Before they were auctioned off and carried out, the chairs and booths at the Bohemian Cafe were filled one final time.
To a crowd of several hundred bidders and nostalgic customers, co-owner Terry Kapoun stood at the hostess station-turned-auctioneer stand and blinked back tears.
“It’s a bittersweet day,” he said. “We hope you can enjoy your memories from whatever you can get here and take home with you.”
The hand-painted wooden plates went first, many bringing more than $200. Then an elephant-shaped Jim Beam decanter made for a fundraiser for then-Vice President Spiro Agnew. With its signed letter, that brought $500. Then the laminated menus. One group of three went for $70.
The polka CDs, the kitchen clock, the beer steins and kegs, the rows and rows of decanters, even the child’s booster seat each carried a piece of the cafe’s 66-year history, the auctioneer reminded bidders.
For Julie Ludlow, those items represented a piece of her family’s history.
“This feels like a home to us,” Julie Ludlow said. “It’s a part of our heritage.”
Her family celebrated birthdays and baptisms with meals at the Bohemian Cafe.
“We brought five generations of our family here,” she said from the spot where she remembers her grandfather once got a vat of liver dumpling soup dumped on him by accident.
“We cried when it closed — it kind of felt like we lost a family member.”
Her son Wes Ludlow won the $50 bid for a memo book with notes from the hostesses. Turned to the cafe’s last day, the final note reads, “No reservations.”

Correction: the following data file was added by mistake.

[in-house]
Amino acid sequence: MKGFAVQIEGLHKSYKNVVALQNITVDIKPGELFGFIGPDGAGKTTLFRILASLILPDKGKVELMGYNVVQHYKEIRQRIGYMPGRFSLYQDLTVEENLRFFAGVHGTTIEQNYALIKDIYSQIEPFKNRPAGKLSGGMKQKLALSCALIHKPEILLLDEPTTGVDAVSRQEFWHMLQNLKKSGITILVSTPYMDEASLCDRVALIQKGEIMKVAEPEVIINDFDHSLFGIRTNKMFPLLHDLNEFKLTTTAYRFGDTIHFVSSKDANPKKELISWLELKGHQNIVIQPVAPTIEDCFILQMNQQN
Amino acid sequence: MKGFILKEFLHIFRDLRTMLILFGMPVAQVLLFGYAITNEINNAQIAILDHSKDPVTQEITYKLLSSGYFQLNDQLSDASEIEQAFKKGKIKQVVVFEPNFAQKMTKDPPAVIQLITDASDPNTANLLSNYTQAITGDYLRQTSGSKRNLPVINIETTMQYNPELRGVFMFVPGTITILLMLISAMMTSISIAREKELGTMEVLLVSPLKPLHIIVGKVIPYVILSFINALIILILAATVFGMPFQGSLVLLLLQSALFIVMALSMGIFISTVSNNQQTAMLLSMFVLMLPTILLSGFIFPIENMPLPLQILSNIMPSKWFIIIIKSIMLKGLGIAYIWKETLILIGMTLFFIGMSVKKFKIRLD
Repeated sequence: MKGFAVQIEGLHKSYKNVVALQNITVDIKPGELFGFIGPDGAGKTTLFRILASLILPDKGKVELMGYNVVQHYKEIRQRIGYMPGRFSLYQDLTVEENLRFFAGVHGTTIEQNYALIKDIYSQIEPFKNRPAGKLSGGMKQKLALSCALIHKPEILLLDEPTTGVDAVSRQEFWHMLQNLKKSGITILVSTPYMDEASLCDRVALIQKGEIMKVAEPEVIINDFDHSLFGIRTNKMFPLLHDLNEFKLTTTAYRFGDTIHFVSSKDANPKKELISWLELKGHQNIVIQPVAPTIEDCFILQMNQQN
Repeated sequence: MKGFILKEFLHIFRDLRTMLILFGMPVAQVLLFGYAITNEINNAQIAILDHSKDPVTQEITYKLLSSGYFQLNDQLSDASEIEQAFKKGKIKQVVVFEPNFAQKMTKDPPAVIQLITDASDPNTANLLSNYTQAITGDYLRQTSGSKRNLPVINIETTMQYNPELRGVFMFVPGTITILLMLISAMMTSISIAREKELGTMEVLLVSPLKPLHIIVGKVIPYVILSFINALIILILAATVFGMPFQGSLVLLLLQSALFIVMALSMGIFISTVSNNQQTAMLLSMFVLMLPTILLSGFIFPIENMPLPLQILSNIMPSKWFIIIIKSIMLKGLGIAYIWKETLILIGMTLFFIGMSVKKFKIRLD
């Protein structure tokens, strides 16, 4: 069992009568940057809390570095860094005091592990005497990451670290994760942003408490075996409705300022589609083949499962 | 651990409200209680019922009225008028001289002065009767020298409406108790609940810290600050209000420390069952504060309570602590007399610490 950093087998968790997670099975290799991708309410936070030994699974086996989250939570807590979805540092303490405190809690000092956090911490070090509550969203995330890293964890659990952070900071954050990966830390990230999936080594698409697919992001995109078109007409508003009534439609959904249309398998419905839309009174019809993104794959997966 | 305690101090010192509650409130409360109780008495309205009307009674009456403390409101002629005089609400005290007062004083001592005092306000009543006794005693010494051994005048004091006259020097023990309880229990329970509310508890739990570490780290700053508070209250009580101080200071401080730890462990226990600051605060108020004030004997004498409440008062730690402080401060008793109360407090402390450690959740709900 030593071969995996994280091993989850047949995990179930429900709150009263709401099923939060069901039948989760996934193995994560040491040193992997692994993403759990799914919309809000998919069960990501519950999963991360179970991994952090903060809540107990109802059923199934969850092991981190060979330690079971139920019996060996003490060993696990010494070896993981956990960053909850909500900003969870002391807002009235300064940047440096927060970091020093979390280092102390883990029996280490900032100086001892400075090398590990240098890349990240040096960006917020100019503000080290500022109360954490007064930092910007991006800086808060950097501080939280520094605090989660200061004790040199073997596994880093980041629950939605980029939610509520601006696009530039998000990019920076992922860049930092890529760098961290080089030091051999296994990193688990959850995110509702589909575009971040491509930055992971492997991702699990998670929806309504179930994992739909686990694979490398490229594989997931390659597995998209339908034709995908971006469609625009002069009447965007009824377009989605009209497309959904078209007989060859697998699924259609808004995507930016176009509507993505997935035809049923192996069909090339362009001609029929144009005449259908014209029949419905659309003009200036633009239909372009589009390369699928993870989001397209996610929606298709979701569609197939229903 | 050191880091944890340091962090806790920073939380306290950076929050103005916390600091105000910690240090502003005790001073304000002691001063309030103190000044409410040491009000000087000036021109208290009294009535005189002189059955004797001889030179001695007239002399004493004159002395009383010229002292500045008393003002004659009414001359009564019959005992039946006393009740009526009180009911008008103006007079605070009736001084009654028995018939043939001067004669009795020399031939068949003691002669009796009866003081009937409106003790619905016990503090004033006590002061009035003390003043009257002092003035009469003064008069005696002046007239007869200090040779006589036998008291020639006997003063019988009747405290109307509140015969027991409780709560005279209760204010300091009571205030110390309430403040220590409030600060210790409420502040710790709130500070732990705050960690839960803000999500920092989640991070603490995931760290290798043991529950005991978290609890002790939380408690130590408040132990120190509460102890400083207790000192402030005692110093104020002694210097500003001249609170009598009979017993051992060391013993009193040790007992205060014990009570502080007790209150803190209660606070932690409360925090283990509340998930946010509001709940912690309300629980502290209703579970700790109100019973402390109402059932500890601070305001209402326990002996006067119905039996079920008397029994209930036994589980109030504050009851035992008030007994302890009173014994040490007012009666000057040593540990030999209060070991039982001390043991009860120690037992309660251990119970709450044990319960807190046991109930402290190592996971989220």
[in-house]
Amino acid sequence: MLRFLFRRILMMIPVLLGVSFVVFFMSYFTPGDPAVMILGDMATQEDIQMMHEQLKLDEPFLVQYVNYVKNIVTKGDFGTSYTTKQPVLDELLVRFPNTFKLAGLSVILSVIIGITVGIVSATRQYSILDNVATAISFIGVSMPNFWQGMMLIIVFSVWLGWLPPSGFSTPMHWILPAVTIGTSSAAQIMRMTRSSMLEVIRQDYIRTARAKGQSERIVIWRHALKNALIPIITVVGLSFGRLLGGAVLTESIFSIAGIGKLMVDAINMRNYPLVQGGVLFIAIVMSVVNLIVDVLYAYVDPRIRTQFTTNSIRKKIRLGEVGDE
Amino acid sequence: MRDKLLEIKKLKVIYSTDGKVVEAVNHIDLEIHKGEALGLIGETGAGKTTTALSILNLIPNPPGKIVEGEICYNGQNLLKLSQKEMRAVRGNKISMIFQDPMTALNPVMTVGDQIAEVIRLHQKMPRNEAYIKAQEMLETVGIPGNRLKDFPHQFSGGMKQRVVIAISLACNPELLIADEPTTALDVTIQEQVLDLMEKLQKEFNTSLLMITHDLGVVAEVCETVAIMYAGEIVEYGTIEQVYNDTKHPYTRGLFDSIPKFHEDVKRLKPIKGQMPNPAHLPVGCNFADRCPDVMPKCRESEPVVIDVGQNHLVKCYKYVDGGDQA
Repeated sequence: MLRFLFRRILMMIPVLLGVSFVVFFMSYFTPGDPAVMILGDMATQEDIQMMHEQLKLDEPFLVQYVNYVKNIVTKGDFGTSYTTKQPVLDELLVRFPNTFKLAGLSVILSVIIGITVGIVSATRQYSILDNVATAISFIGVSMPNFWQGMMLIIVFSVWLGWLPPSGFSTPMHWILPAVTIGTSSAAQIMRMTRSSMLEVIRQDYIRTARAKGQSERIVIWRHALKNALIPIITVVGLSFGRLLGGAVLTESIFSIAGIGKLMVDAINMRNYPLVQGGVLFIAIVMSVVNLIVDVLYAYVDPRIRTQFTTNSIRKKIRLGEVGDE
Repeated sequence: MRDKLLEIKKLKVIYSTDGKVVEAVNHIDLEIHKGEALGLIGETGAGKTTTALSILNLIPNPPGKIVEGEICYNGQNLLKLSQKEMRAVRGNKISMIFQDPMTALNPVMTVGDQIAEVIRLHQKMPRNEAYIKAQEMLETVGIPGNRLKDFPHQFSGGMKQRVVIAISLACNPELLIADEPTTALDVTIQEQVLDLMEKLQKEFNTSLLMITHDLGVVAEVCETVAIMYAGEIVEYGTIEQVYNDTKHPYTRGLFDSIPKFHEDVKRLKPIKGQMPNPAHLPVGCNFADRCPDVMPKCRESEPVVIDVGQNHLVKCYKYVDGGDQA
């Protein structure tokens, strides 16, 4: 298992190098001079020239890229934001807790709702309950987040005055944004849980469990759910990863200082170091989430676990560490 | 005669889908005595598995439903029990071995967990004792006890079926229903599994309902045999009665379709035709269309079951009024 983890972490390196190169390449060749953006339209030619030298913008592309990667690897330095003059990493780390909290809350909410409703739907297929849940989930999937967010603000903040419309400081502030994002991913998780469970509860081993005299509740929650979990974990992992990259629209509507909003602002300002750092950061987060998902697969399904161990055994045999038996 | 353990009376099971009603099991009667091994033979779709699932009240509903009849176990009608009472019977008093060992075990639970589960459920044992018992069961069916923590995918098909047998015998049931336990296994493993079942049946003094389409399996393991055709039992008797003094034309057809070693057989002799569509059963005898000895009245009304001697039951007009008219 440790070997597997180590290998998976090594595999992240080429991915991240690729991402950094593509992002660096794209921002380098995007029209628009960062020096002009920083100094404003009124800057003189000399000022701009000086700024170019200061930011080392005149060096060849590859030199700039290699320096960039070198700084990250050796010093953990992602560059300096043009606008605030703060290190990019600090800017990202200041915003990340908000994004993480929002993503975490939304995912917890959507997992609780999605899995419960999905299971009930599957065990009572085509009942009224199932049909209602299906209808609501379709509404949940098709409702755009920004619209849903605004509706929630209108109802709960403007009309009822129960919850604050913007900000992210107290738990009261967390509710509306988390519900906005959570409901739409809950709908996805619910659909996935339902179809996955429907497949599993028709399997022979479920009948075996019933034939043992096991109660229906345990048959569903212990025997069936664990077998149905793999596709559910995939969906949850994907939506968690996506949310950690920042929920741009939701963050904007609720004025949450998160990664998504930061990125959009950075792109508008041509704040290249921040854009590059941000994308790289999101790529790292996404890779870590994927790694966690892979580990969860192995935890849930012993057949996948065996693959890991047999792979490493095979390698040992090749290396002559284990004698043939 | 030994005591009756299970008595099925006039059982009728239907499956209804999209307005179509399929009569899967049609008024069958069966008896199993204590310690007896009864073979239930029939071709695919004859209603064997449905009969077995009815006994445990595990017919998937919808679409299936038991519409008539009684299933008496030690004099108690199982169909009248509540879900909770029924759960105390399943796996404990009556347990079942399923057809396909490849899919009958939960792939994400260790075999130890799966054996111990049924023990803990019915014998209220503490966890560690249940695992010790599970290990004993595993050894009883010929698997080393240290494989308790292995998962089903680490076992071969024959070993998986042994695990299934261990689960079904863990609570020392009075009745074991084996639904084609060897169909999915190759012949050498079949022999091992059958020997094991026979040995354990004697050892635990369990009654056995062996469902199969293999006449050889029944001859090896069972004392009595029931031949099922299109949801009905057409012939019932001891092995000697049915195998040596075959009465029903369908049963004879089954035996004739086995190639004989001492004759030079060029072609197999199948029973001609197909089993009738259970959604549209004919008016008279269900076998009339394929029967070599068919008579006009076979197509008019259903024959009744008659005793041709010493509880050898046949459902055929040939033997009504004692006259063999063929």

For her other son, she took home a hand-painted wooden plate as a wedding gift.
“These are keepsakes from a place we loved,” Julie said.
Cate Kratville bought some keepsakes of her own. She drove from Milwaukee just for the auction, hoping to get a last look at the place that served the sweet and sour cabbage she missed after she moved from Omaha two years ago. On Saturday she bought painted plates as a way to honor her great-grandfather, an artist who came to Nebraska from Bohemia.
“Having this place gone is a huge cultural loss,” she said. “I wanted to drive those 500 miles to get a piece of it.”
Kapoun’s mother, Mert, said she was told to expect a crowd Saturday, but she wasn’t expecting hundreds. But that’s just a testament to how her family’s place became just that for so many others. She and her husband, Robert, took over the cafe from her mother and stepfather 50 years ago.
“This meant a lot to a lot of people,” Mert said.
For Mert Kapoun’s daughter, Marsha Bogatz, the hugs and stories from customers made Saturday a little easier.
“This is our family’s last time together here,” the former cafe hostess said, her voice cracking. “We saw each other every day here, and we won’t have that anymore.”
Before the auction, Bogatz picked out a plate and a photograph of the cafe.
“It hasn’t hit yet,” she said. “It won’t until we can’t come through the back door and see familiar faces.”